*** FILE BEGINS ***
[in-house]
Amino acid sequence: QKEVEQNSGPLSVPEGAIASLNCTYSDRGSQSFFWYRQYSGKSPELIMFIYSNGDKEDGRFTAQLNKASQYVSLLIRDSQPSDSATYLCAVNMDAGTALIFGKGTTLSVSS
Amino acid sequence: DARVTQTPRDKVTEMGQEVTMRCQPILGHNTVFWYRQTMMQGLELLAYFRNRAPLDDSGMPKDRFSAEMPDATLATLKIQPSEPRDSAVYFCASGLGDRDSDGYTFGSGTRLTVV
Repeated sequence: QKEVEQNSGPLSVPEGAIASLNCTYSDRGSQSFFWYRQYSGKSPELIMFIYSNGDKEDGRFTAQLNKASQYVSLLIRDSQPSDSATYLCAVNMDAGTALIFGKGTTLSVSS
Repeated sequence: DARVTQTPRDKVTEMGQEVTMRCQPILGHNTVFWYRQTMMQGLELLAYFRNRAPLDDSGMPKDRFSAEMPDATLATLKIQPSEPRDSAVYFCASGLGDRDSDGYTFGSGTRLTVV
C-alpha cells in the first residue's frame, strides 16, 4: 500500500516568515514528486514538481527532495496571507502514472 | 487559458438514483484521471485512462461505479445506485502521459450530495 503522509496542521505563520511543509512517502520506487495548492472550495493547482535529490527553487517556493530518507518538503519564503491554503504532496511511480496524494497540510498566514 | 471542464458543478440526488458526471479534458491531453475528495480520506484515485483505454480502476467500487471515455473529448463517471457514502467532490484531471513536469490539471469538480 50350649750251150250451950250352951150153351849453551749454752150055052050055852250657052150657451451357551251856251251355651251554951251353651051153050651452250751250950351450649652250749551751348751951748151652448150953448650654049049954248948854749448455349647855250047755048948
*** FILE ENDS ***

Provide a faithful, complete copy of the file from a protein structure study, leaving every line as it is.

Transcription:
[in-house]
Amino acid sequence: QKEVEQNSGPLSVPEGAIASLNCTYSDRGSQSFFWYRQYSGKSPELIMFIYSNGDKEDGRFTAQLNKASQYVSLLIRDSQPSDSATYLCAVNMDAGTALIFGKGTTLSVSS
Amino acid sequence: DARVTQTPRDKVTEMGQEVTMRCQPILGHNTVFWYRQTMMQGLELLAYFRNRAPLDDSGMPKDRFSAEMPDATLATLKIQPSEPRDSAVYFCASGLGDRDSDGYTFGSGTRLTVV
Repeated sequence: QKEVEQNSGPLSVPEGAIASLNCTYSDRGSQSFFWYRQYSGKSPELIMFIYSNGDKEDGRFTAQLNKASQYVSLLIRDSQPSDSATYLCAVNMDAGTALIFGKGTTLSVSS
Repeated sequence: DARVTQTPRDKVTEMGQEVTMRCQPILGHNTVFWYRQTMMQGLELLAYFRNRAPLDDSGMPKDRFSAEMPDATLATLKIQPSEPRDSAVYFCASGLGDRDSDGYTFGSGTRLTVV
C-alpha cells in the first residue's frame, strides 16, 4: 500500500516568515514528486514538481527532495496571507502514472 | 487559458438514483484521471485512462461505479445506485502521459450530495 503522509496542521505563520511543509512517502520506487495548492472550495493547482535529490527553487517556493530518507518538503519564503491554503504532496511511480496524494497540510498566514 | 471542464458543478440526488458526471479534458491531453475528495480520506484515485483505454480502476467500487471515455473529448463517471457514502467532490484531471513536469490539471469538480 50350649750251150250451950250352951150153351849453551749454752150055052050055852250657052150657451451357551251856251251355651251554951251353651051153050651452250751250950351450649652250749551751348751951748151652448150953448650654049049954248948854749448455349647855250047755048948